(4) any impact on national security of the pilot program; and

(5) any recommendations by the Secretary based upon the results of the pilot program.

(Pub. L. 109–347, title II, §218, Oct. 13, 2006, 120 Stat. 1912.)


References in Text

This Act, referred to in subsec. (e), is Pub. L. 109–347, Oct. 13, 2006, 120 Stat. 1884, known as the Security and Accountability For Every Port Act of 2006 or the SAFE Port Act. For complete classification of this Act to the Code, see Tables.


§969. Revalidation

The Secretary, acting through the Commissioner, shall develop and implement—

(1) a revalidation process for Tier 2 and Tier 3 participants;

(2) a framework based upon objective criteria for identifying participants for periodic revalidation not less frequently than once during each 4-year period following the initial validation; and

(3) an annual plan for revalidation that includes—

(A) performance measures;

(B) an assessment of the personnel needed to perform the revalidations; and

(C) the number of participants that will be revalidated during the following year.

(Pub. L. 109–347, title II, §219, Oct. 13, 2006, 120 Stat. 1913.)


§970. Noncontainerized cargo

The Secretary, acting through the Commissioner, shall consider the potential for participation in C–TPAT by importers of noncontainerized cargoes that otherwise meet the requirements under this part.

(Pub. L. 109–347, title II, §220, Oct. 13, 2006, 120 Stat. 1914.)


§971. C–TPAT program management

(a) In general

The Secretary, acting through the Commissioner, shall establish sufficient internal quality controls and record management to support the management systems of C–TPAT. In managing the program, the Secretary shall ensure that the program includes:


(1) Strategic plan

A 5-year plan to identify outcome-based goals and performance measures of the program.


(2) Annual plan

An annual plan for each fiscal year designed to match available resources to the projected workload.


(3) Standardized work program

A standardized work program to be used by agency personnel to carry out the certifications, validations, and revalidations of participants. The Secretary shall keep records and monitor staff hours associated with the completion of each such review.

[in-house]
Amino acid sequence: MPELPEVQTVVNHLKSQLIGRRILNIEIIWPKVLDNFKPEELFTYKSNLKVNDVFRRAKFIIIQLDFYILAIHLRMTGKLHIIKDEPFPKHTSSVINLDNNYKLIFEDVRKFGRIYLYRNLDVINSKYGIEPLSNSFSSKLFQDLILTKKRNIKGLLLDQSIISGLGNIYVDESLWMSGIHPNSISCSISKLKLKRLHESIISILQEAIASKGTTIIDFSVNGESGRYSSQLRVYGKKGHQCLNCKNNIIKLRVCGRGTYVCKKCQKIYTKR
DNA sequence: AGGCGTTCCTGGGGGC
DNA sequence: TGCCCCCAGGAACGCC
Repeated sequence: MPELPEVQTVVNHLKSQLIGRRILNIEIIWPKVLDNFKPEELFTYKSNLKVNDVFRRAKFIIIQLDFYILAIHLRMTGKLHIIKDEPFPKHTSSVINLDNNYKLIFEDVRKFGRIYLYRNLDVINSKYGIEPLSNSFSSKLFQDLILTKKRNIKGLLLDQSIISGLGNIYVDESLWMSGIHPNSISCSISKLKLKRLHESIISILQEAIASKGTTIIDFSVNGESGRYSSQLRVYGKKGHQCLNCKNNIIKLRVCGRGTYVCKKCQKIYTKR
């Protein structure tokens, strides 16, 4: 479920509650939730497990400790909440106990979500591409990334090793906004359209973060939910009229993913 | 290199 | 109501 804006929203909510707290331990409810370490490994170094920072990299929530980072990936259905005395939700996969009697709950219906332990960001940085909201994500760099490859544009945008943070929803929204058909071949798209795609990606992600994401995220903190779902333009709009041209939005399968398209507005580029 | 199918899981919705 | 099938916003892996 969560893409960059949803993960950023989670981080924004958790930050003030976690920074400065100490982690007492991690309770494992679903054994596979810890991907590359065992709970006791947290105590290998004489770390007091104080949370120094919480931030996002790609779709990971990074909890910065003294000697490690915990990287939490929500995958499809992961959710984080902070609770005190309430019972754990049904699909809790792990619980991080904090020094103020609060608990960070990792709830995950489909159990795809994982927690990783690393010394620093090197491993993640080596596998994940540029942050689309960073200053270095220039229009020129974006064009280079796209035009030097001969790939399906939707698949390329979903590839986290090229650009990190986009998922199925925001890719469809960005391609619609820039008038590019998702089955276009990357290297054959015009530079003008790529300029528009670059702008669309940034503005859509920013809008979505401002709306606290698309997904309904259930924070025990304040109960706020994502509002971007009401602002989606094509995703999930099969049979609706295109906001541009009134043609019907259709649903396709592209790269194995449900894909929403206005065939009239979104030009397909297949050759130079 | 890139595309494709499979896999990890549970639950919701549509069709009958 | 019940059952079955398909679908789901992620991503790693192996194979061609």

(b) Documentation of reviews

The Secretary, acting through the Commissioner, shall maintain a record management system to document determinations on the reviews of each C–TPAT participant, including certifications, validations, and revalidations.


(c) Confidential information safeguards

In consultation with the Commercial Operations Advisory Committee, the Secretary, acting through the Commissioner, shall develop and implement procedures to ensure the protection of confidential data collected, stored, or shared with government agencies or as part of the application, certification, validation, and revalidation processes.


(d) Resource management staffing plan

The Secretary, acting through the Commissioner, shall—

(1) develop a staffing plan to recruit and train staff (including a formalized training program) to meet the objectives identified in the strategic plan of the C–TPAT program; and

(2) provide cross-training in postincident trade resumption for personnel who administer the C–TPAT program.


(e) Report to Congress

In connection with the President's annual budget submission for the Department, the Secretary shall report to the appropriate congressional committees on the progress made by the Commissioner to certify, validate, and revalidate C–TPAT participants. Such report shall be due on the same date that the President's budget is submitted to the Congress.